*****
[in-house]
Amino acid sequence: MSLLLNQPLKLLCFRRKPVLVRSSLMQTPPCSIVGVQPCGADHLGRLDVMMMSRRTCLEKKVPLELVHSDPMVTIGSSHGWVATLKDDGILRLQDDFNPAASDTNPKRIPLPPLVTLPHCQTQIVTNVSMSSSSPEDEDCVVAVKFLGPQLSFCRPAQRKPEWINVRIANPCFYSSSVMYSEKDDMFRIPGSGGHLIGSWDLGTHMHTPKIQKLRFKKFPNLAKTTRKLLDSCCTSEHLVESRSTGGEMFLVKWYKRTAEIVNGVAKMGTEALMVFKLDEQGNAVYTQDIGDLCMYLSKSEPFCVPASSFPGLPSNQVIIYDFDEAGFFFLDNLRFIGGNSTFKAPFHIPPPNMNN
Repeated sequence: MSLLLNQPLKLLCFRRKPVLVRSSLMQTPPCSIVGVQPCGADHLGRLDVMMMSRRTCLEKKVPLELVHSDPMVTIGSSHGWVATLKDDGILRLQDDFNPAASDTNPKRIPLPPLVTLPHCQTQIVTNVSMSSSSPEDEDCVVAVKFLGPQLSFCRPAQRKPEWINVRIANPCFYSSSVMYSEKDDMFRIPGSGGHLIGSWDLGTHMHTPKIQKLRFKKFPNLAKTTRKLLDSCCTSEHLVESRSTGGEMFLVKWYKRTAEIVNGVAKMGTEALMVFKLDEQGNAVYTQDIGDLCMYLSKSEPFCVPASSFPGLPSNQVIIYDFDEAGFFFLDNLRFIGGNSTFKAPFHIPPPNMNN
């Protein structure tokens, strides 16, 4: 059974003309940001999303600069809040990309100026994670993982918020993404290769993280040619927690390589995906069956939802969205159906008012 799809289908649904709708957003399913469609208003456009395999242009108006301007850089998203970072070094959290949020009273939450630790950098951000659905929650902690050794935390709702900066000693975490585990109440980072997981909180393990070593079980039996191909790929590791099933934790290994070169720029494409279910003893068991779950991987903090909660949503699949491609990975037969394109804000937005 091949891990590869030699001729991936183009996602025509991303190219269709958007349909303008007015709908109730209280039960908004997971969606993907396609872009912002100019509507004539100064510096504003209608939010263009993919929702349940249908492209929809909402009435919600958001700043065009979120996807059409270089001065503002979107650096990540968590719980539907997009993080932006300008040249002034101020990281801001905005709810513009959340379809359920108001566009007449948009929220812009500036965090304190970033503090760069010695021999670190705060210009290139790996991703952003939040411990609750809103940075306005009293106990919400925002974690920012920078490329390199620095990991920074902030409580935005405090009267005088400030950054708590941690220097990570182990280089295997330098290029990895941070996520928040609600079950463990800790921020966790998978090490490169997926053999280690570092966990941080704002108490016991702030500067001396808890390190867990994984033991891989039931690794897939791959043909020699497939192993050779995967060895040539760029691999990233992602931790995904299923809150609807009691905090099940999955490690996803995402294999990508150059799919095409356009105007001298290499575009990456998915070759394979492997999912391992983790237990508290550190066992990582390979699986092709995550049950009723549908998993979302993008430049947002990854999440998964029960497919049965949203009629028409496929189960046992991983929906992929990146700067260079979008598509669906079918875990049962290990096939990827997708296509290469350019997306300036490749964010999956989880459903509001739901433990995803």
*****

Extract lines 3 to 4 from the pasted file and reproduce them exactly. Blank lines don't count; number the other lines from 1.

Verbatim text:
Repeated sequence: MSLLLNQPLKLLCFRRKPVLVRSSLMQTPPCSIVGVQPCGADHLGRLDVMMMSRRTCLEKKVPLELVHSDPMVTIGSSHGWVATLKDDGILRLQDDFNPAASDTNPKRIPLPPLVTLPHCQTQIVTNVSMSSSSPEDEDCVVAVKFLGPQLSFCRPAQRKPEWINVRIANPCFYSSSVMYSEKDDMFRIPGSGGHLIGSWDLGTHMHTPKIQKLRFKKFPNLAKTTRKLLDSCCTSEHLVESRSTGGEMFLVKWYKRTAEIVNGVAKMGTEALMVFKLDEQGNAVYTQDIGDLCMYLSKSEPFCVPASSFPGLPSNQVIIYDFDEAGFFFLDNLRFIGGNSTFKAPFHIPPPNMNN
């Protein structure tokens, strides 16, 4: 059974003309940001999303600069809040990309100026994670993982918020993404290769993280040619927690390589995906069956939802969205159906008012 799809289908649904709708957003399913469609208003456009395999242009108006301007850089998203970072070094959290949020009273939450630790950098951000659905929650902690050794935390709702900066000693975490585990109440980072997981909180393990070593079980039996191909790929590791099933934790290994070169720029494409279910003893068991779950991987903090909660949503699949491609990975037969394109804000937005 091949891990590869030699001729991936183009996602025509991303190219269709958007349909303008007015709908109730209280039960908004997971969606993907396609872009912002100019509507004539100064510096504003209608939010263009993919929702349940249908492209929809909402009435919600958001700043065009979120996807059409270089001065503002979107650096990540968590719980539907997009993080932006300008040249002034101020990281801001905005709810513009959340379809359920108001566009007449948009929220812009500036965090304190970033503090760069010695021999670190705060210009290139790996991703952003939040411990609750809103940075306005009293106990919400925002974690920012920078490329390199620095990991920074902030409580935005405090009267005088400030950054708590941690220097990570182990280089295997330098290029990895941070996520928040609600079950463990800790921020966790998978090490490169997926053999280690570092966990941080704002108490016991702030500067001396808890390190867990994984033991891989039931690794897939791959043909020699497939192993050779995967060895040539760029691999990233992602931790995904299923809150609807009691905090099940999955490690996803995402294999990508150059799919095409356009105007001298290499575009990456998915070759394979492997999912391992983790237990508290550190066992990582390979699986092709995550049950009723549908998993979302993008430049947002990854999440998964029960497919049965949203009629028409496929189960046992991983929906992929990146700067260079979008598509669906079918875990049962290990096939990827997708296509290469350019997306300036490749964010999956989880459903509001739901433990995803």